As Google's YouTube launched its children's app in Canada on Tuesday, two U.S. child advocacy groups filed new complaints with the Federal Trade Commission over its marketing of pop and candy to children.
The YouTube Kids App is supposed to be a safe zone for children under age 12, but the Campaign for a Commercial-Free Childhood (CCFC) and Center for Digital Democracy (CDD) found both product placement in videos and inappropriate ads.
"Far from being a safe place for kids to explore, YouTube Kids is awash with food and beverage marketing that you won't find on other media platforms for young children," said CCFC's Josh Golin in a news release.
Canada's code of conduct for advertising to children on broadcast media does not allow any kind of marketing to pre-schoolers and prohibits use of cartoon characters or program stars to market products. It also limits food advertising that could discourage a healthy diet.
Food and beverage companies in the U.S. have signed on to the Children's Food and Beverage Advertising Initiative, which prohibits marketing to children under the age of 12.
But internet services don't fall under broadcast rules, hence the appeal to a trade commission rather than the broadcast regulator.
End run around parents
Golin said Google is doing an end run around these rules and around parents by claiming it does not allow junk food marketing on the app, Golin said.
In one 11-minute video, the YouTube star Evan of EvanTubeHD, a Disney production, and his sister compete to identify 12 different flavours of Oreos in an extended instance of product placement.
The advocacy groups also found 47 television commercials and 11 longer promotional videos for Coke and Coke Zero on YouTube Kids although Coca-Cola Co. has pledged to stop marketing pop to children through the Children's Food and Beverage Advertising Initiative.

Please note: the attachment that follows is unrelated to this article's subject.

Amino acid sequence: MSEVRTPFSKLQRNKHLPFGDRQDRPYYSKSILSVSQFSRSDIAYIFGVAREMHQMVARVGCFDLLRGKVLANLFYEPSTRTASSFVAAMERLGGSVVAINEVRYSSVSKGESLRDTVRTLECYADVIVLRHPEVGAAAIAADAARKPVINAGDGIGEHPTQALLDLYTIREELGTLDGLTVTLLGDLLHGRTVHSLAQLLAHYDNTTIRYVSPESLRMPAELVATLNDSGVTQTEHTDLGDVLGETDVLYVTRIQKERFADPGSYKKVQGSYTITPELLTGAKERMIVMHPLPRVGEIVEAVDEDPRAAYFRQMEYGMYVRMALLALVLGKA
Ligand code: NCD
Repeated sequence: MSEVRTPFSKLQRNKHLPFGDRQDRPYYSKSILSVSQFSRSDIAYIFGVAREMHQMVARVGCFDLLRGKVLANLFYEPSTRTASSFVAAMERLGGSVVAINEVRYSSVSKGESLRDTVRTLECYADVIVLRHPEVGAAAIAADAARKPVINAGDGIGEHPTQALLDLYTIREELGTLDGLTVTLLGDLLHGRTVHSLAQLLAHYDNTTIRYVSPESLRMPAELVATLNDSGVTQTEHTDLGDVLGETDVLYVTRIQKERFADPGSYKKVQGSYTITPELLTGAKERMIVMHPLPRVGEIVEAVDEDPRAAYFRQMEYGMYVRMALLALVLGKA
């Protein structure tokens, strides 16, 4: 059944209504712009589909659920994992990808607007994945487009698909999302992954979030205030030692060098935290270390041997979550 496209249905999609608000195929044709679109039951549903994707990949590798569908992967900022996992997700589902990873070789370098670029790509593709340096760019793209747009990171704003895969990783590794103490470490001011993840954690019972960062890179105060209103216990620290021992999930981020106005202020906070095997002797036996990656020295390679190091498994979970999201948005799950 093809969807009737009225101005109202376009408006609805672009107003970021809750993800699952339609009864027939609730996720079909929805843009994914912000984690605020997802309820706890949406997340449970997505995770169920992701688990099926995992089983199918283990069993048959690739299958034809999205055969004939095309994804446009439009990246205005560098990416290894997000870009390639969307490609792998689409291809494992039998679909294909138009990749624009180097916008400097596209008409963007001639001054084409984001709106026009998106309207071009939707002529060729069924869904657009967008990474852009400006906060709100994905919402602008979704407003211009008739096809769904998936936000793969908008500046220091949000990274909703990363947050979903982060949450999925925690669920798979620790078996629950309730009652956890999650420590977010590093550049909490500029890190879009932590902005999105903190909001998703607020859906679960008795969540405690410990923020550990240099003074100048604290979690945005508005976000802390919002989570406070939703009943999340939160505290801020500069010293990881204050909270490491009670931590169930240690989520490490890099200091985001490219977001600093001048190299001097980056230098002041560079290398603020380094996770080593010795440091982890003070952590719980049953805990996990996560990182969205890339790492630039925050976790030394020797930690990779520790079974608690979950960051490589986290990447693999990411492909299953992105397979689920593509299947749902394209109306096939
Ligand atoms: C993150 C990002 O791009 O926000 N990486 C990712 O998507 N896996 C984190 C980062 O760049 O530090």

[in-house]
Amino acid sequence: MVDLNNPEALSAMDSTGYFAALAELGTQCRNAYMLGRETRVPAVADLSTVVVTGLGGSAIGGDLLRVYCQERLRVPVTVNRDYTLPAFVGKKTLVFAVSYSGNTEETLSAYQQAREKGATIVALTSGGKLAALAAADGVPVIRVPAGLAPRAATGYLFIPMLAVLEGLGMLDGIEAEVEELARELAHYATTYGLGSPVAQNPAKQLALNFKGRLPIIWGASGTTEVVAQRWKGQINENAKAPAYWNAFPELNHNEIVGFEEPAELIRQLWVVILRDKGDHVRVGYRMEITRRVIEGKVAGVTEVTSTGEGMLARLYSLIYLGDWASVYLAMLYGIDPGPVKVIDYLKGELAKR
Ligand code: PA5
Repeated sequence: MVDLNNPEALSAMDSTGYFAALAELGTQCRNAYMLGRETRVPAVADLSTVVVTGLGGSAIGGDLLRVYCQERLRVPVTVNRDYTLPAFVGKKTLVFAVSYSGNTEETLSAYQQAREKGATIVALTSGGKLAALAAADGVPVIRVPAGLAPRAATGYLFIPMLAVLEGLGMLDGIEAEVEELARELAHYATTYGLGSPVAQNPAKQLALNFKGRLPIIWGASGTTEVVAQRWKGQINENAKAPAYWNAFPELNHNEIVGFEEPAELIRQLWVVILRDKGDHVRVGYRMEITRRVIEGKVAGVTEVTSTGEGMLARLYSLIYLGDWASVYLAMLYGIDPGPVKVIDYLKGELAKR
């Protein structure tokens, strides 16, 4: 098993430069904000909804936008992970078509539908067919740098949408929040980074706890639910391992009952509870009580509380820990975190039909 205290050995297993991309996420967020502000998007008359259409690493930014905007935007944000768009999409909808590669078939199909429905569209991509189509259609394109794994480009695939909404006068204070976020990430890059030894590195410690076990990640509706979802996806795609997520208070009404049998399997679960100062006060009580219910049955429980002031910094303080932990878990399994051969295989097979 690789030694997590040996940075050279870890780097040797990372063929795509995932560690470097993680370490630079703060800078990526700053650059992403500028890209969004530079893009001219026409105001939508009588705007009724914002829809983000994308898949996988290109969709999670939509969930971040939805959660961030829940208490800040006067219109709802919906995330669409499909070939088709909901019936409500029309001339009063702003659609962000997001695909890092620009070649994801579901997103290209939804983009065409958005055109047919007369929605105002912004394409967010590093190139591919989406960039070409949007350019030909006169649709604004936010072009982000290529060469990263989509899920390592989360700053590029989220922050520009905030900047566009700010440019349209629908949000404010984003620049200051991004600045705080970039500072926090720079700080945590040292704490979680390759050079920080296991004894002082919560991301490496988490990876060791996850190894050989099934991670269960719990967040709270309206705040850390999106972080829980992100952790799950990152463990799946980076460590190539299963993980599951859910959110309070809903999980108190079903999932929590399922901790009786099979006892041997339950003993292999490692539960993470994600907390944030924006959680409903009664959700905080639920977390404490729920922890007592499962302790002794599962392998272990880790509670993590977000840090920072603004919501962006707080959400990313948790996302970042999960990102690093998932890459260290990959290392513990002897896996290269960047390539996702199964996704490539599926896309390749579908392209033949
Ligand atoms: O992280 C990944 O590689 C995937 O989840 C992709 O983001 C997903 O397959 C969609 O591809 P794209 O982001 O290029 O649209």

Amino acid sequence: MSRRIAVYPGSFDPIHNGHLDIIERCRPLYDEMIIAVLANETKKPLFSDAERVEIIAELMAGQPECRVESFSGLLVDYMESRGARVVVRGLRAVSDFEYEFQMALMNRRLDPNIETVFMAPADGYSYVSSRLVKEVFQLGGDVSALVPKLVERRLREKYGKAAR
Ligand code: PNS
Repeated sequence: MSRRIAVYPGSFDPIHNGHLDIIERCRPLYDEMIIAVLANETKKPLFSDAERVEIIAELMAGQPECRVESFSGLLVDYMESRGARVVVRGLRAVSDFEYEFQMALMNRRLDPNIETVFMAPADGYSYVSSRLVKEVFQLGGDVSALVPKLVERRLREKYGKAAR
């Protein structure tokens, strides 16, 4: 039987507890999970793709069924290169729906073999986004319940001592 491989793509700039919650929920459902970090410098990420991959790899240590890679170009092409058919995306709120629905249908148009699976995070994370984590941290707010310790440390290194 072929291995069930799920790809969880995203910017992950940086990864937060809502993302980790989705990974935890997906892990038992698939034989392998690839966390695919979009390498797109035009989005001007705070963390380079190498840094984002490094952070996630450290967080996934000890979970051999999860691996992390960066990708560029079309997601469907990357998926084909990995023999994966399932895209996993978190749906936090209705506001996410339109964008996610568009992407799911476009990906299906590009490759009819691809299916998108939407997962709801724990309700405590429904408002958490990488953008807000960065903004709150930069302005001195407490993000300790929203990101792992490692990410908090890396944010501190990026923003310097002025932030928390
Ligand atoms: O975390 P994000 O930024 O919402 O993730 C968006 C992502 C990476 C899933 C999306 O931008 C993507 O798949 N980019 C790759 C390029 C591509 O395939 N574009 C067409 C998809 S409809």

It is the second complaint to the FTC over advertising to children on YouTube Kids. The first was filed in April after the app launched in the U.S.
This complaint enlarges on the relationship between advertisers and makers of the YouTube videos, highlighting the use of "influencer marketing" in creating the videos.
Launched in Canada
The CCFC claims Google is engaged in "harmful, unethical, and irresponsible practices" that target the youngest children.
In a launch event on Tuesday, Angela Lin, head of YouTube Kids & Learning Partnerships in North America, said the app, which allows kids to watch videos on smartphones or tablets, is designed to be family friendly.
It has parental controls for aspects like screen time and whether search is on or off, she said, and ads are clearly marked.
"Any ad that appears there is an ad bumper that makes it very clear that an ad is about to show," Lin told CBC News.
"We wanted to make the YouTube Kids app free for kids anywhere in the world, so we use ad supporters to make sure that the people who are creating the content are able to be sustainable."
Kids' CBC is one of the content providers for the YouTube Kids app. CBC does not accept advertising for its children's programming for broadcast and does not accept programming that markets to children.